Magical History Tour: Area 5th Graders Learn Local History at the Library

All Library locations will be closed on Monday, September 1, in observance of Labor Day.

Library Life
The students got an up-close look at the New York Life building.

On a bright spring day last week at the Central Library, 18 fifth graders from Trailwoods Elementary pressed their palms to the glass and peered out the fourth-floor windows. To the north, the Renaissance Revival brownstone towers of the 120-year-old New York Life Building loomed majestically.

It was the first installment of the Library's High Five History: Inside and Out tour series, and the little-known view of Kansas City's earliest skyscraper was only one of quite a few oooh-inducing sights.

Other wonders: the view overlooking 10th and Main from the Rooftop Terrace, the Stanley H. Durwood Film Vault's 35-ton bank vault door, and the elegant Missouri Valley Room, where Special Collections Librarian Jeremy Drouin gave a talk on researching primary sources (a theme throughout the tour).

It was in Special Collections, too, that Library Director Crosby Kemper III treated the students to an impromptu visit with local author, professor, and former Kansas City Chiefs player Pellom McDaniels, who had brought his son to research a book project

"This is a great place to come if you want to get away from the rest of the world and be involved with old things," the smiling, broad-shouldered scholar said.


Pellom McDaniels (center), flanked by Crosby Kemper III (left) and Jeremy Drouin in the Missouri Valley Reading Room

This is news to most of the kids taking part in High Five History. The majority of these students not only have never been to the Central Library -- many have never been downtown, period. And they likely don't know much about KC history.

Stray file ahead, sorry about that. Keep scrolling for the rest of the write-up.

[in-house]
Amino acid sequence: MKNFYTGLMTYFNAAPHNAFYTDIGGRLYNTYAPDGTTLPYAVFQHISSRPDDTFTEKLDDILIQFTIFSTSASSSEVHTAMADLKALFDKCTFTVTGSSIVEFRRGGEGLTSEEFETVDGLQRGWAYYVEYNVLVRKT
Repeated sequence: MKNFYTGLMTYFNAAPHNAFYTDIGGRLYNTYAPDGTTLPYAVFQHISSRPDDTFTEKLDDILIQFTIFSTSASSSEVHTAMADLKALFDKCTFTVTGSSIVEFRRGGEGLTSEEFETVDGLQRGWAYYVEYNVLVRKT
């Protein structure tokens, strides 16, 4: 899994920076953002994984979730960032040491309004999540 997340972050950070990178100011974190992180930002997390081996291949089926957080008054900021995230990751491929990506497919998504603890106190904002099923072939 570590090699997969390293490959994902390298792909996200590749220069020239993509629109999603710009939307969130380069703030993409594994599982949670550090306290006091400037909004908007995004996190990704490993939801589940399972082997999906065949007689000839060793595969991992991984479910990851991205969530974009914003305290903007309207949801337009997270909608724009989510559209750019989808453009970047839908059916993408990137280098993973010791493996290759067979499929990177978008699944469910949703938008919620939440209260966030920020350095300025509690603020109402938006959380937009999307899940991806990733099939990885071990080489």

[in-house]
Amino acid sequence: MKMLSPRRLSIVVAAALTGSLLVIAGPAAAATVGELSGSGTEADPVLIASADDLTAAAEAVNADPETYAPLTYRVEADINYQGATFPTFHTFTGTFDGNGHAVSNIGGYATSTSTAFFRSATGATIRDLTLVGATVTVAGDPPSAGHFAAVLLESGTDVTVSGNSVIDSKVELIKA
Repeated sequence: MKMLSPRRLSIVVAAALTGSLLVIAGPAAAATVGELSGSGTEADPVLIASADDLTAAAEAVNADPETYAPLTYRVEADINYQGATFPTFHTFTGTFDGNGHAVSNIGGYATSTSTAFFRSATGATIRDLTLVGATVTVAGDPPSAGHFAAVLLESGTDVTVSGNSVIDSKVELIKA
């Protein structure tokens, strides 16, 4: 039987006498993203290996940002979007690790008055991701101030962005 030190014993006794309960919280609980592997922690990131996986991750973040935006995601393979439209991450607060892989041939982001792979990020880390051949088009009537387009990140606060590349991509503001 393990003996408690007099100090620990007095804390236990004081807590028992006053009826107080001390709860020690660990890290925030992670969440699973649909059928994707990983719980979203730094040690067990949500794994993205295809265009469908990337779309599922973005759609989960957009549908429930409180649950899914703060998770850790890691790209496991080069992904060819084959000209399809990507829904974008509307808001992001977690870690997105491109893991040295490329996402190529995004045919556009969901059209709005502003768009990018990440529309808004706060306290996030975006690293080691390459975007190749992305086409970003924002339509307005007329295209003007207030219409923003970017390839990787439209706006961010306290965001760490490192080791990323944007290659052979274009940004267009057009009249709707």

Made possible by two $30,000 education support grants from Target, High Five is more than just a sightseeing trip.

Designed specially for KCMSD fifth graders, this interactive program uses the Library as a window into the history of Kansas City.  

Leading a tour of Central and a jaunt outside around the Library District, tour guide Clare Hollander, children's librarian at Central, compares features of the cityscape with how they were a century ago.  

For example, just a few blocks south of Kansas City's first skyscraper is its tallest, One Kansas City Place, built in 1988 -- 98 years after the New York Life Building was erected.

Built on state and local educational standards, High Five is the first program of its kind that has integrated area history with teaching students how to use the Library.

"The history element is a big part of it, but it's also a vehicle for information literacy," Hollander says. "The Library is a portal to the rest of the world. There's so much to take advantage of in here, and I love being able to expand kids' horizons."


Clare Hollander (center), Jamie Mayo, and Helma Hawkins (far right) showed a group of Trailwoods Elementary fifth graders what high-fiving history was all about.